Body Mass Index Impact on the Long-Term Outcome after Kidney Transplantation in Japanese Patients


Body Mass Index Impact on the Long-Term Outcome after Kidney Transplantation in Japanese Patients

The obesity adversely affects the condition of a patient with AKI and CKD. On the other hand, it is a fact that BMI relates to the survival rate positively in the patients on dialysis, since a drop of the muscle quantity drives malnutrition as the cause of poor patients survival. When such an end-stage renal disease (ESRD) patient is going to receive a renal transplantation, weight loss is instructed in many institutes because of a consideration for complications after the transplant. It has not been well answered whether or not and how much we have to improve obesity before renal transplantation for an altitude obesity patient. In order to prevent complications after transplant, it is necessary to lose weight without reducing quantity of muscle.

Obesity control guideline in Japan (2006) recommended that overweight case should diet intake restriction (25 kcal/kg/day) along with standard body weight. But well-controlled CKD patients have been restricted in protein intake (0.6 g/kg/day). Calorie restriction in CKD patients may result in mal-nutrition and Nitrate unbalance with simple weight loss for BMI control. Pretransplant high BMI and high muscle volume was reported not to be surgical and immunological risk because of low mortality and graft failure ratio. We have to adjust each recipient’s nutrition status (serum albumin, protein intake) in order to prevent the trap of ‘obesity paradox’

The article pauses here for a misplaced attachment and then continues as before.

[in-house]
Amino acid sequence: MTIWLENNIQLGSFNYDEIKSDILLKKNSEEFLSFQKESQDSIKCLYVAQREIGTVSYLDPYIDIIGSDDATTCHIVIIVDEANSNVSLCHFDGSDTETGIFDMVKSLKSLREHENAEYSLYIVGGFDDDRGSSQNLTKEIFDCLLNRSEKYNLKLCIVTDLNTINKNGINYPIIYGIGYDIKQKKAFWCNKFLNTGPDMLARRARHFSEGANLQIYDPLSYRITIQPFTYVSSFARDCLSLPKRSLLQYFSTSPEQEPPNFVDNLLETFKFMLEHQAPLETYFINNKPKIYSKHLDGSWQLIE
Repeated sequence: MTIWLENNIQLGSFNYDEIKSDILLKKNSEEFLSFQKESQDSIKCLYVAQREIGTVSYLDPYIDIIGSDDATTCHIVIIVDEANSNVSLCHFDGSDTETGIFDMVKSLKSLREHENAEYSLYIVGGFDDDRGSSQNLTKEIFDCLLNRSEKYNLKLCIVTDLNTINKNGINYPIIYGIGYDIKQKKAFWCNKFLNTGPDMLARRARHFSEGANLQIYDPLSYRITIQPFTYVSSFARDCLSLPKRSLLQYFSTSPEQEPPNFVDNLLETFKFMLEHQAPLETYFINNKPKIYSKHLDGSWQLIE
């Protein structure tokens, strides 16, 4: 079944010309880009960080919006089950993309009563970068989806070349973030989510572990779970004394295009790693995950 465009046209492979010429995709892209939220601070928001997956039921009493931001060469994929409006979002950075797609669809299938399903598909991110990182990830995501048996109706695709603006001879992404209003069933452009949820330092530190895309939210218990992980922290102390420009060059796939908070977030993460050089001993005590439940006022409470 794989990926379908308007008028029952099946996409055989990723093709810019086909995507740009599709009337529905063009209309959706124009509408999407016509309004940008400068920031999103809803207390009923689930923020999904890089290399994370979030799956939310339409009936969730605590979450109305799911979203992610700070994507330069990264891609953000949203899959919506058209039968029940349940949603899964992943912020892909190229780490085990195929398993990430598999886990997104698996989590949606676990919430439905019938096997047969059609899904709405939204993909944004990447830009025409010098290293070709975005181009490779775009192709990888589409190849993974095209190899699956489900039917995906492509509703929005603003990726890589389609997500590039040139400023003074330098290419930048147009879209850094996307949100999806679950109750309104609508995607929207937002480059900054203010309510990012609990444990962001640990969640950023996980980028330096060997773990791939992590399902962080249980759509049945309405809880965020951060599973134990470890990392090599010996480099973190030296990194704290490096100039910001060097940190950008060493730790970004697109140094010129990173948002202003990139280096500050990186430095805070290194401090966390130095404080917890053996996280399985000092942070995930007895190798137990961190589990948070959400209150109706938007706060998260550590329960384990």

We must pay much attention for low   with high BMI patient as a true high risk recipient (sarcopenia obesity) which is independent risk factor of post-transplant morbidity and mortality. For the future, we will test the body cell mass analysis for CVD, fat obesity risk criteria using impedance evaluation other than BMI. Our data was small in patient number and there are some limitations existed in our study. Overweight patient population was different from other western countries, our retrospective cohort study could not reveal the significance of BMI in outcome of kidney transplantation and background patient cohort of our data was different among the 4 groups in some clinical patient’s characters.


Overweight (BMI>25.0) in Japanese kidney recipients might affect post-transplant infectious disease occurrence; however, it is not a deteriorating factor for long-term allograft survival.

Journal of Nephrology and Urology is an Open Access peer-reviewed publication that discusses current research and advancements in diagnosis and management of kidney disorders as well as related epidemiology, pathophysiology and molecular genetics.

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Journal of Nephrology and Urology